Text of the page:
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When the U.S. Food and Drug Administration received dozens of reports about the dietary supplement ingredient DMAA being linked to “adverse events” such as heart problems and psychiatric disorders, it looked to the world of science for answers. Professor Daniel Armstrong responded.
The renowned chemist and Robert A. Welch Chair in Chemistry investigated whether the DMAA (1,3-dimethylamylamine) used in numerous supplements came from natural or synthetic sources. Dr. Armstrong's research team used chromatography tools he invented to conduct complicated analyses of the substance’s chemical makeup. They found that it is unlikely the DMAA in supplements comes from the geranium plant or its extracted oil, as companies have sometimes claimed.
His findings were featured in The Wall Street Journal, Prevention magazine, and on several prominent websites, bringing national attention to the suspect ingredient. Since DMAA didn’t qualify as a “dietary ingredient,” the Food and Drug Administration (FDA) had the authority to ban it in supplements.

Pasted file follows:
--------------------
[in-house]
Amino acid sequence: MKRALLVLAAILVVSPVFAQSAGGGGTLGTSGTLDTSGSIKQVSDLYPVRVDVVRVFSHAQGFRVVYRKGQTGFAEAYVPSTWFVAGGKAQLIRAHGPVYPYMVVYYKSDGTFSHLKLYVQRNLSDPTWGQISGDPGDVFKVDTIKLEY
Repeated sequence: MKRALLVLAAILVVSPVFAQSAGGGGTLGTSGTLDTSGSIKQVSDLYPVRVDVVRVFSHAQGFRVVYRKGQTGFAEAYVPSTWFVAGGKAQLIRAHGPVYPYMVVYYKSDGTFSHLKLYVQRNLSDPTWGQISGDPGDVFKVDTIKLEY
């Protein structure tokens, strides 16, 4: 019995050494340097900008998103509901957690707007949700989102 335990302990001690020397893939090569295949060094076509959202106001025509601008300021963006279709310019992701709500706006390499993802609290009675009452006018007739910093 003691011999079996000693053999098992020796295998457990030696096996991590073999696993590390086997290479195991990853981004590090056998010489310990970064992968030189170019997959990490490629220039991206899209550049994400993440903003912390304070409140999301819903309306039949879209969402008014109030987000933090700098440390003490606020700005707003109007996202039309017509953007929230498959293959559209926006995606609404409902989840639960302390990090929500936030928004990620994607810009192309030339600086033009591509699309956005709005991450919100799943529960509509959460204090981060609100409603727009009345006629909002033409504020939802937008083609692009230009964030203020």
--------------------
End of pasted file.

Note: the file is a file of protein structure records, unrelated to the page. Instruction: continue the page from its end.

Many companies voluntarily stopped using DMAA, and in April 2013, the FDA sent an enforcement letter—which quoted the work of Armstrong and others—to holdouts who were still defending the now-controversial substance. The companies have since complied.
“Clearly our paper had a significant influence and I don’t think that the manufacturers had any alternative but to remove the DMAA at that point,” says Armstrong. “Once the FDA was convinced that the DMAA in these supplements was synthetic and not from added geranium plants or extracts, the game was over.”